This range of styles, and the range of flavours the pinotage grape can express, make it incredibly versatile. It will complement a wide range of dishes from grills and roots to sweetly spiced and even seriously hot curries. Chunkier versions even respond well to being served cool with a summer barbecue.
At a superb Indian restaurant in London some years back hosted by Bruce Jack, then at Flagstone, the (quite hefty but sweet-fruited) pinotage was far and away the best match with the wide range of refined but flavourful dishes.
Young pinotage typically expresses berry or black cherry fruit, sometimes with a hint of banana, smokiness, spice or chocolate – even coffee or mocha. Over time it will develop more spice and a gamey complexity (revealing its pinot noir parentage). The best examples have great cellaring potential, as Kanonkop's regular 10-year-old release attests to.
And there are always those delicious rosés. We prefer the dryer styles, which can have a similar weight to some of the more serious southern French pinks (Kanonkop Kadette Rosé 2019 ticks that box, currently at the special price of £7.95 as it featured in our Backing our Best Growers offer in September), or a more delicate, fresher profile such as Painted Wolf's Ros 2020, also currently £7.95), both of which are great food wines. You may find others on the market a little sweeter, but these should be a good match for a stir fry or other lightly spiced dishes.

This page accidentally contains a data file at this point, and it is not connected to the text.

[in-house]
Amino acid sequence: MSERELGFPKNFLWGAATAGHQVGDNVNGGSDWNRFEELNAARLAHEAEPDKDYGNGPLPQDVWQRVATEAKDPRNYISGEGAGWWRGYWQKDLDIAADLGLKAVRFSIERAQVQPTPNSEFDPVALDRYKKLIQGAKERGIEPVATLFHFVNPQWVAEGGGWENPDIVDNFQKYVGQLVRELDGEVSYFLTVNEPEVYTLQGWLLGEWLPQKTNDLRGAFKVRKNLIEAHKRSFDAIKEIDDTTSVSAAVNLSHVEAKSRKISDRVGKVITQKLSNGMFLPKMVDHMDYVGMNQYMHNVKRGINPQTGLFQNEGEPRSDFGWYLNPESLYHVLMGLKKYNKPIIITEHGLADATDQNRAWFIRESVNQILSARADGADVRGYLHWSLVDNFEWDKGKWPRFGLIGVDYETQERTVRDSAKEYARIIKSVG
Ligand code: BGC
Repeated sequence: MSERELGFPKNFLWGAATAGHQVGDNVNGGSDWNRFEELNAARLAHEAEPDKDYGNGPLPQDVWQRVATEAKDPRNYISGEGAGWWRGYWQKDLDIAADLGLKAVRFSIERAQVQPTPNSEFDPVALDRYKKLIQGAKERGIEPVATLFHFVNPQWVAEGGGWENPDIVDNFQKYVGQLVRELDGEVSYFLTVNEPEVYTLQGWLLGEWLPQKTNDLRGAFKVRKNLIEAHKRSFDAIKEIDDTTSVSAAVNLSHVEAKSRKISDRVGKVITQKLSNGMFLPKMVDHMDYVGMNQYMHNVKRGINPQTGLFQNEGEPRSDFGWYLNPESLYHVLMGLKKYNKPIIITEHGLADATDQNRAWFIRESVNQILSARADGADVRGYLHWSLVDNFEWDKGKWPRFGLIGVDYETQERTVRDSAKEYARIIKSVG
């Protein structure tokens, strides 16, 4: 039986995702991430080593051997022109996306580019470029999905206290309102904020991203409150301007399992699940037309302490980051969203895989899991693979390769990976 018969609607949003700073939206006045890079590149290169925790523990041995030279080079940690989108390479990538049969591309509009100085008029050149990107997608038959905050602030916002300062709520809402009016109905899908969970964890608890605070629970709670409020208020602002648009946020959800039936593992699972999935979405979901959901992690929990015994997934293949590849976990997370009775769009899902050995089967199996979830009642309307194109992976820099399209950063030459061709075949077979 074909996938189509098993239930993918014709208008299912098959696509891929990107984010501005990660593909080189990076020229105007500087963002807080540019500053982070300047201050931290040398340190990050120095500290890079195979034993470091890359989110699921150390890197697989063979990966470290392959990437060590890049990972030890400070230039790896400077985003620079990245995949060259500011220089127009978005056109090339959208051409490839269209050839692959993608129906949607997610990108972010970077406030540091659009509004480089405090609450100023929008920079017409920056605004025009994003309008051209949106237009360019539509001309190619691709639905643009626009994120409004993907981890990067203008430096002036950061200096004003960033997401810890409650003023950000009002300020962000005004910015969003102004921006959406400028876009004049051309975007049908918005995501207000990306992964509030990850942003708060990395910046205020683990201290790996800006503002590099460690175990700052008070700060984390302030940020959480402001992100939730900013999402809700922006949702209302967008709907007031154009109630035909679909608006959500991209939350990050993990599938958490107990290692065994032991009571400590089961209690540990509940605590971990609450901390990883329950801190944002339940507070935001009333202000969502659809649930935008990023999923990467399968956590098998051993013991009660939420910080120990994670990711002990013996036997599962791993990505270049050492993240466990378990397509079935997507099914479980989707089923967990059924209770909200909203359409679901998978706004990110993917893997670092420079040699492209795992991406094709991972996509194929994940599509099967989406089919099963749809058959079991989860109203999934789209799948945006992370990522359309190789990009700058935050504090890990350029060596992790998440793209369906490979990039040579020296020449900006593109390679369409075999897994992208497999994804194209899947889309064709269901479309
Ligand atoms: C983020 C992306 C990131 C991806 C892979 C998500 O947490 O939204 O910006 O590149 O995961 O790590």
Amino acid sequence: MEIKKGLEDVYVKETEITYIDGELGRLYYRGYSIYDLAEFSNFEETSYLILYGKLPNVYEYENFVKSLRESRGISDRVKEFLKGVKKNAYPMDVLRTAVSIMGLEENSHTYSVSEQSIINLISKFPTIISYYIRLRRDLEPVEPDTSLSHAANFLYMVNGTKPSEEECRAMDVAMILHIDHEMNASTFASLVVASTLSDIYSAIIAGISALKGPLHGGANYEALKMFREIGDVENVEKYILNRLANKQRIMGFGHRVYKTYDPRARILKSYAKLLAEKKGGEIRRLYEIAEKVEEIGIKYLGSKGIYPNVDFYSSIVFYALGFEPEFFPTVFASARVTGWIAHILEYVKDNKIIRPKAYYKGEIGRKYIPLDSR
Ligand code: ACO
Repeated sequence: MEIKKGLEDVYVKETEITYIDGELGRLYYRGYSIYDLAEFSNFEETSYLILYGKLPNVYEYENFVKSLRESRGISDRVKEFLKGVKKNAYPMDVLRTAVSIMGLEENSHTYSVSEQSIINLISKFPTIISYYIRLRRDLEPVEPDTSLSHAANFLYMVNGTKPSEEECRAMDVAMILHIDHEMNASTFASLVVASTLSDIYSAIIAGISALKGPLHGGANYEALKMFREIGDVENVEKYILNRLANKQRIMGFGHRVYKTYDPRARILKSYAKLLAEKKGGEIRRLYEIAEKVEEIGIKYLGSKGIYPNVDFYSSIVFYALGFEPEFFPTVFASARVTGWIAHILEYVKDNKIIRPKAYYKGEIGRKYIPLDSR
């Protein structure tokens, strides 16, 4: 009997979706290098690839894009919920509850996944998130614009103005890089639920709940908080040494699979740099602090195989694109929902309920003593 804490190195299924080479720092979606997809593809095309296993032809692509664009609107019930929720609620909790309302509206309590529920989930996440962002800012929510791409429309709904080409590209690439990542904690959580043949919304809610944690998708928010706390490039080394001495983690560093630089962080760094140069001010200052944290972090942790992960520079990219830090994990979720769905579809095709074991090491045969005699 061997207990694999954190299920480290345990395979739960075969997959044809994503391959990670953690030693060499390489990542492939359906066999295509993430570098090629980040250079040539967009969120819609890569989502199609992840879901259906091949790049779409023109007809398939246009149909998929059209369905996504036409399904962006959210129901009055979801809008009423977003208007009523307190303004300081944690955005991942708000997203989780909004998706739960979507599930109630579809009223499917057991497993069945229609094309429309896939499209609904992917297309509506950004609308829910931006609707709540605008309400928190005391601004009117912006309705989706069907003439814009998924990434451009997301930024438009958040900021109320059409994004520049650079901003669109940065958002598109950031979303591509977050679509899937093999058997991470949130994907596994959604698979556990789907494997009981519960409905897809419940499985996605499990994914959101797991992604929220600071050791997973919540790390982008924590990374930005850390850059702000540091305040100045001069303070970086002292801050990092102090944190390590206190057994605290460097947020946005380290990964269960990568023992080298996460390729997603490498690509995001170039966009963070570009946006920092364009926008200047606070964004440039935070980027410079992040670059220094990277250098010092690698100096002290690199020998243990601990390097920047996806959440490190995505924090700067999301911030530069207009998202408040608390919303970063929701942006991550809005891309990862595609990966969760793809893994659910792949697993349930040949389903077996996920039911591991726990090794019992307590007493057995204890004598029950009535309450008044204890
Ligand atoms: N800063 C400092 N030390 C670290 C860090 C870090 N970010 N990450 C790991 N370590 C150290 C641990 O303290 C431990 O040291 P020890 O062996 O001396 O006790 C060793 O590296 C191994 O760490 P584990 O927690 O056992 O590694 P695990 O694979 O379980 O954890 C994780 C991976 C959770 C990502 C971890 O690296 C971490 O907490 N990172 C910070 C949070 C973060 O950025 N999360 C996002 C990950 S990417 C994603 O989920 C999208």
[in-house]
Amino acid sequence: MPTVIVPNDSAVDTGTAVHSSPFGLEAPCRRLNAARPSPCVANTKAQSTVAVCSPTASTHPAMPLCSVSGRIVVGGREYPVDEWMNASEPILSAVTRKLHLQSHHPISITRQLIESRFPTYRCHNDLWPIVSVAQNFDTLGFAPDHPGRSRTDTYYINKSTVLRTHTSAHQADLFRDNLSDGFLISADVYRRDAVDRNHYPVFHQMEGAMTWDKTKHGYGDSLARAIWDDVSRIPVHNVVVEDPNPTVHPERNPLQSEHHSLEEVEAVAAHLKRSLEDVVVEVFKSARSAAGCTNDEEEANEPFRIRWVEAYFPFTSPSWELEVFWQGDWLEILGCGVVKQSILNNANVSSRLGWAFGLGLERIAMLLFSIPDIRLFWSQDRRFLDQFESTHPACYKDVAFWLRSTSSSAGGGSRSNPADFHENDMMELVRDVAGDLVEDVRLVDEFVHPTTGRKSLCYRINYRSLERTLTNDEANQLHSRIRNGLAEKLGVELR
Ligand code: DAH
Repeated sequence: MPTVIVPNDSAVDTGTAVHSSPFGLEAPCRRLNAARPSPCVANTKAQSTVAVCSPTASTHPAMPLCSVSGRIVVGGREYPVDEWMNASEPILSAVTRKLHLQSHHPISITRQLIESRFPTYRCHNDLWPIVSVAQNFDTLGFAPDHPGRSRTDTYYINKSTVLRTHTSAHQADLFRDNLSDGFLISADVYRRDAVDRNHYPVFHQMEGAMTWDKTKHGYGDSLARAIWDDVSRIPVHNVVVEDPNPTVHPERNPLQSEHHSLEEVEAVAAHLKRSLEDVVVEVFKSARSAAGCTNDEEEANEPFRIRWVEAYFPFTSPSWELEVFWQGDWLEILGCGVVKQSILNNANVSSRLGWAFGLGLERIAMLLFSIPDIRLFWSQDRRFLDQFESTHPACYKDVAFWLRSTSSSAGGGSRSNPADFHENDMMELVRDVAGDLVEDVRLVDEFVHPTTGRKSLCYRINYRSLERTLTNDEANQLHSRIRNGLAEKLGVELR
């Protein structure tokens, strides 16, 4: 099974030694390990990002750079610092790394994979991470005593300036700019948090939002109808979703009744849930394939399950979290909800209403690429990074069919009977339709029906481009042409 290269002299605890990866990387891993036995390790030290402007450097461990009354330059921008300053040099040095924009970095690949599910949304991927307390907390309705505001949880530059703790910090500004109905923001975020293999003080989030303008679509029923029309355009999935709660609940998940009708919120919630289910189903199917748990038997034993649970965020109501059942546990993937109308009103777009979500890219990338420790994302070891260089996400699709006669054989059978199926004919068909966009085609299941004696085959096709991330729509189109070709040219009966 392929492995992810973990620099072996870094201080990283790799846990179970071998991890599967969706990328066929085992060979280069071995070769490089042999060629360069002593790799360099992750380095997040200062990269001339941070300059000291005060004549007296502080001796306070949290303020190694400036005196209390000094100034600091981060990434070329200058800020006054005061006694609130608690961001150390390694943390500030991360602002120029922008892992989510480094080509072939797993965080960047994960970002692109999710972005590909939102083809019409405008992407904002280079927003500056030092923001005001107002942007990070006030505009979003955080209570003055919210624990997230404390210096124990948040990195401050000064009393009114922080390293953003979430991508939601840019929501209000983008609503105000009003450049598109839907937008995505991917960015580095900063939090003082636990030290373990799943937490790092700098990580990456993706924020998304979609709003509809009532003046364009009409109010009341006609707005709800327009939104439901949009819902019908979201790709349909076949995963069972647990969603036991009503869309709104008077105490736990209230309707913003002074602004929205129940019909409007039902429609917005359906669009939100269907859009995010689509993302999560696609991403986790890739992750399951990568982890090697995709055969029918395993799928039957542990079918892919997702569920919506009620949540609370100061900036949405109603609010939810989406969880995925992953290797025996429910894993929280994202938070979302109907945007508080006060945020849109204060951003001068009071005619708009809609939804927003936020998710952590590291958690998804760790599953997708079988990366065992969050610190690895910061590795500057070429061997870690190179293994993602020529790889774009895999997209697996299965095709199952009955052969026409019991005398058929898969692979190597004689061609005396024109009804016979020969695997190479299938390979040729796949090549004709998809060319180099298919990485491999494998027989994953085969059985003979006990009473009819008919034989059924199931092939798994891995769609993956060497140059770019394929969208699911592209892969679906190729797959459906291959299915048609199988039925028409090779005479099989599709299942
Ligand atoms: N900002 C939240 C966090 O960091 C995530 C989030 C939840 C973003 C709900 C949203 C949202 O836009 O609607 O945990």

So, to quote my colleague Martin Brown, who writes elsewhere in these pages:
It hurts that this grape still gets a bum deal: the sins of a few producers for a finite period have left a concerning mark on many of us and attracted some of the most colourfully scornful phrases I've heard directed at fermented grape juice.
… perhaps it's time to give pinotage another try?